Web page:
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Gary Horton: Let's not spend it just because it's lying around

Posted: January 16, 2013 2:00 a.m.
Updated: January 16, 2013 2:00 a.m.
 

My landscape company specializes in the housing industry — and let me tell you it’s been one hard, long housing recession.

Full of cutbacks and setbacks, we’ve experienced postponement of just about every kind of gratification for what’s been going on six years.

Oh, it will be great fun to start spending money again — when it’s time. I’ll start with a new car — when it’s time.

But one thing I’ve actually gained in the recession is new self-restraint and patience, and I’ll be practicing restraint one more year until our financial house is fully in order before you see anything shiny and new in my driveway.

That new car will certainly come, but only when it really is time, based on a hard-acquired fiscal prudence.

Meanwhile, we read that Gov. Jerry Brown declared California’s fiscal crisis over; that we’ve finally balanced our budget without gimmicks; and that he feels it’s again time to concentrate on spending initiatives rather than cost-cutting.

Fortunately, higher education is at the top of his list as Jerry aims to restore $500 million in funding to the Cal State system, deferring tuition increases for the foreseeable future.

Other spending was more typically Californian, with large chunks proposed for social services costing our middle class so much, but which newer arrivals to our state more easily procure for just showing up. ...

Still, I commend Jerry Brown for his fortitude in reining in the spending he did and fighting for the increased taxes the state needed during these last throes of recession.

Brown inherited a mess and has come a long way toward cleaning it up. But please, Jerry, now that we’ve begun to right our ship, don’t spend surpluses just because they’re lying around.

I’m sure Gov. Brown feels incredible relief knowing he’s finally got cash behind the checks California has to cut. All of us understand that it’s far more fun to build and grow than to slash and cut.

So no doubt Jerry wants open California’s increasingly flush wallet. But wait, Jerry! We’re not really "there" yet, and besides, there’s other economic issues the Golden State must still address before firing up the money blaster.

Like — we’re taxed like nowhere else in the country and businesses are giving up on the state. Our top personal tax rate is 13 percent.

That, plus a top federal rate of 39 percent, plus California’s 9 percent sales tax, plus Social Security tax, plus unemployment taxes, plus real estate tax, plus the Obamacare surcharge tax. all mean that higher middle class families may face up to 60 percent tax rates — with another $15,000 to $20,000 to pay for health insurance.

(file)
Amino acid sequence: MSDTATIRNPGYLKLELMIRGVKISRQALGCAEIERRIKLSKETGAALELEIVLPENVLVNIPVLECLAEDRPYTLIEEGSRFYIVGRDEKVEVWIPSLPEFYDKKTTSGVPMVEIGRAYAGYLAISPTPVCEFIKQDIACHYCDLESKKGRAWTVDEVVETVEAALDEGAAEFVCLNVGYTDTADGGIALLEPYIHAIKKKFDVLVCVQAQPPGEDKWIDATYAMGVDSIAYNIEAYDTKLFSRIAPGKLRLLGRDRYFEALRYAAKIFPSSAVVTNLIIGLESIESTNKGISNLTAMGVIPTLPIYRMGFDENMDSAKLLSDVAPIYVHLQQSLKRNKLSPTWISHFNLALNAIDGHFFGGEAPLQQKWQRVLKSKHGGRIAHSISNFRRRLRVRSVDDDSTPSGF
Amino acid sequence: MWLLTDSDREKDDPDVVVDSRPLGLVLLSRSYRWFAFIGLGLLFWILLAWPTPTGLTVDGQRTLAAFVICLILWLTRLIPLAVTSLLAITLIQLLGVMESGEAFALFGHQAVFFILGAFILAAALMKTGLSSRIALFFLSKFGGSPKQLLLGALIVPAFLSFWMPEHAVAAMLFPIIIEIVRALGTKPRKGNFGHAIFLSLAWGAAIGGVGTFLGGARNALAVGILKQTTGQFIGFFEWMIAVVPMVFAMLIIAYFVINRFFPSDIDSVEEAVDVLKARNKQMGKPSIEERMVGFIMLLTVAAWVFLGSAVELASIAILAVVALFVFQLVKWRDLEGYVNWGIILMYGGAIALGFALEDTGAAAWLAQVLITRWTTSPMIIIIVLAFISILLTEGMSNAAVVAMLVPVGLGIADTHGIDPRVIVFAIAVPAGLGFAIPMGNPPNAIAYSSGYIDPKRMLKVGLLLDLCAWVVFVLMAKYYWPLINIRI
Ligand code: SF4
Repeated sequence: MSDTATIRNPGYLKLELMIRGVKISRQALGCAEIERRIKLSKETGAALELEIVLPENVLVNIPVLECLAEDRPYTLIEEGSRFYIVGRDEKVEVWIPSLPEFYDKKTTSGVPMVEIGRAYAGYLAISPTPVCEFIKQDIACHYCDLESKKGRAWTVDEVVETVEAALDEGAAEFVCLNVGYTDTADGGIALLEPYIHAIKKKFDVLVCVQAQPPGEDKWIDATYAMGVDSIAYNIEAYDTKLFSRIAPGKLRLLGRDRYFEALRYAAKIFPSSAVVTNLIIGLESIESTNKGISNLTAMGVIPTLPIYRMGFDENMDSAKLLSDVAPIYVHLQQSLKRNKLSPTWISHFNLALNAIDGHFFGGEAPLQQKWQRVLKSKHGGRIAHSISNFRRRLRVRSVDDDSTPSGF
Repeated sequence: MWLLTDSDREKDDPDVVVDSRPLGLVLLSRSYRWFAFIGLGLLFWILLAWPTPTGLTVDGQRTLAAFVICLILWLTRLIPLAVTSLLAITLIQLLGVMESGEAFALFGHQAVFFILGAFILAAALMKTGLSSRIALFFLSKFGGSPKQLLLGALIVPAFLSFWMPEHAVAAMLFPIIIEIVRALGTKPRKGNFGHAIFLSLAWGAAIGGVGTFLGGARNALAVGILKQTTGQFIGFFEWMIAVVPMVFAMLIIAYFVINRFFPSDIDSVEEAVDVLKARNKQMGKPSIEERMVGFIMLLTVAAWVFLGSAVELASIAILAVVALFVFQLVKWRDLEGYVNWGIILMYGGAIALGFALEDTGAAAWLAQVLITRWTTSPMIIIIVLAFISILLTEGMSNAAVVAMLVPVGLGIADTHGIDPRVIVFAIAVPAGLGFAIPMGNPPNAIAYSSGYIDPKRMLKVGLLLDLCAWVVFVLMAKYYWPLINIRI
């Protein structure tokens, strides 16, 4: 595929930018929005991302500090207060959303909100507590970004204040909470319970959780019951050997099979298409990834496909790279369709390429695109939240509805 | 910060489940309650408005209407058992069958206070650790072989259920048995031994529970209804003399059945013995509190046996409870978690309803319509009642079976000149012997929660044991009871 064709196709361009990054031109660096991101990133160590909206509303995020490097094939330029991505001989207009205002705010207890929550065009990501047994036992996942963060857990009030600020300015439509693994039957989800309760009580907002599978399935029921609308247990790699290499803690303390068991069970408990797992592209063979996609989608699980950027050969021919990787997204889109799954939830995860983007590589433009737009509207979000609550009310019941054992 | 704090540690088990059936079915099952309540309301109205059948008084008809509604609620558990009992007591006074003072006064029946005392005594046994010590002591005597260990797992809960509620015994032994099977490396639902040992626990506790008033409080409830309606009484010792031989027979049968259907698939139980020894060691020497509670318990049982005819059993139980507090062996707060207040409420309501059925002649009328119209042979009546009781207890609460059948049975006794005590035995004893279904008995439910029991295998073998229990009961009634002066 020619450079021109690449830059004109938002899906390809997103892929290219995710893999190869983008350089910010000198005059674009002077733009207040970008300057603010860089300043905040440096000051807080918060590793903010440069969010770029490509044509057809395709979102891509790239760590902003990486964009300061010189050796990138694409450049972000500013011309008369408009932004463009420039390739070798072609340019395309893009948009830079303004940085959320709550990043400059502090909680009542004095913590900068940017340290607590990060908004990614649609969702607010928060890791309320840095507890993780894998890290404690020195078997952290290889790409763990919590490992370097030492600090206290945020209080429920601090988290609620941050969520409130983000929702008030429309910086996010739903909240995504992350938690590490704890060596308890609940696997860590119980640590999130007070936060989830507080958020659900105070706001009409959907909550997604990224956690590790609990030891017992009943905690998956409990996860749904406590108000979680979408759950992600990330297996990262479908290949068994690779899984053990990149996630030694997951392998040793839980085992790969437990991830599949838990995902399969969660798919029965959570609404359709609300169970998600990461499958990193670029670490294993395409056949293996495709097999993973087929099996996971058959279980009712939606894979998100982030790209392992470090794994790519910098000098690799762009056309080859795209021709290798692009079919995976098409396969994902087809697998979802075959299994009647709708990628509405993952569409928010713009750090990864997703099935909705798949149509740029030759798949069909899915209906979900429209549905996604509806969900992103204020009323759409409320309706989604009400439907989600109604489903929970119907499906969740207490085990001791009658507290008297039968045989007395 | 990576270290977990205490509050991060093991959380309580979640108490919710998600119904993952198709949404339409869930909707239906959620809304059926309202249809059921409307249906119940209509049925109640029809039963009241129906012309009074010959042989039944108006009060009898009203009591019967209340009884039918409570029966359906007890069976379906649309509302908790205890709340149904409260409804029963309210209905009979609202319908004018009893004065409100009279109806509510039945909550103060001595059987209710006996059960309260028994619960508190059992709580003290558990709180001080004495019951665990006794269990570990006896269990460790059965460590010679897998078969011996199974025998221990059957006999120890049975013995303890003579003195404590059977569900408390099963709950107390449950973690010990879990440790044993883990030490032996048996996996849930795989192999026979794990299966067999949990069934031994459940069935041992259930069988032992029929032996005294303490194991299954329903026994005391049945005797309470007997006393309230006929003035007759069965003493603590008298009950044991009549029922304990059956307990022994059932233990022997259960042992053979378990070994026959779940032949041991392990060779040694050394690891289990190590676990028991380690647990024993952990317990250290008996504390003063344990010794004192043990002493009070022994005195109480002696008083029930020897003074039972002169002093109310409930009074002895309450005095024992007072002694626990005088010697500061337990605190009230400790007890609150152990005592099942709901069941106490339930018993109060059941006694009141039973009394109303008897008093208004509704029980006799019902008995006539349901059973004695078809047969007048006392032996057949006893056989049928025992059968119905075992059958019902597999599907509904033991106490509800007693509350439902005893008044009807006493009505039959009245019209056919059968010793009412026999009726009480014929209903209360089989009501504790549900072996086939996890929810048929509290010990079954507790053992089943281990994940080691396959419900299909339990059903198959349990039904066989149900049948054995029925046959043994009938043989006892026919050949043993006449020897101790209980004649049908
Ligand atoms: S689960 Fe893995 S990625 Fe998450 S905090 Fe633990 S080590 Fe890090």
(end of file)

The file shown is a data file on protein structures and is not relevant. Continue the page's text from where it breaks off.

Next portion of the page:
Yes, we’re a large physical state with gobs of infrastructure needs and giant educational and justice costs. Still, we’re competing with the likes of Texas and North Carolina and Washington state for our businesses and minds.

Let’s take a well-worn line from the Republican playbook and agree we can’t overtax the geese that lay our golden eggs.

If we’re righting our ship and taxes are finally equaling expenses, maybe we also want to take a gander at enhancing government efficiency so we can not only improve our services but also lower tax rates and increase our state allure in coming years.

Some examples: We have a small avocado farm in Piru. The facility has a single toilet serviced by a leach line. A county agency requires us to submit quarterly reports detailing how many flushes our one toilet gets flushed into that leach line on our 25-acre orchard.

I’m pretty certain we can eliminate the guy behind that government desk who voyeurs over my toilet flushes.

Last week we received a thick package from San Diego Gas and Electric containing a 59-page inventory listing every spot in every SDGE facility which may have asbestos.

SDGE was required to send the report to all its users — a task necessitating dozens of expensive researchers and government supervisors and untold printing and postage costs.

While I’m now aware of this or that offending floor tile, I’m also aware we can save serious money cutting out the need for silly do-nothing reports like this one.

I hope SDGE doesn’t also have to count its flushes. ...

Small efforts like this would save tens of millions of dollars — perhaps hundreds.

For certain, just as so many California citizens have been made to cut and trim expenses, there are still efficiencies to wring from state government functions.

We’ve all tightened belts and found efficiencies while working our way through this recession. Now it’s California’s time for further prudence and restraint.

We can spend it again when it’s finally time. But while burdened with a 13 percent income tax and 9 percent sales tax, the time certainly isn’t now.

Gary Horton is a Valencia resident. "Full Speed to Port!" runs Wednesdays in The Signal.

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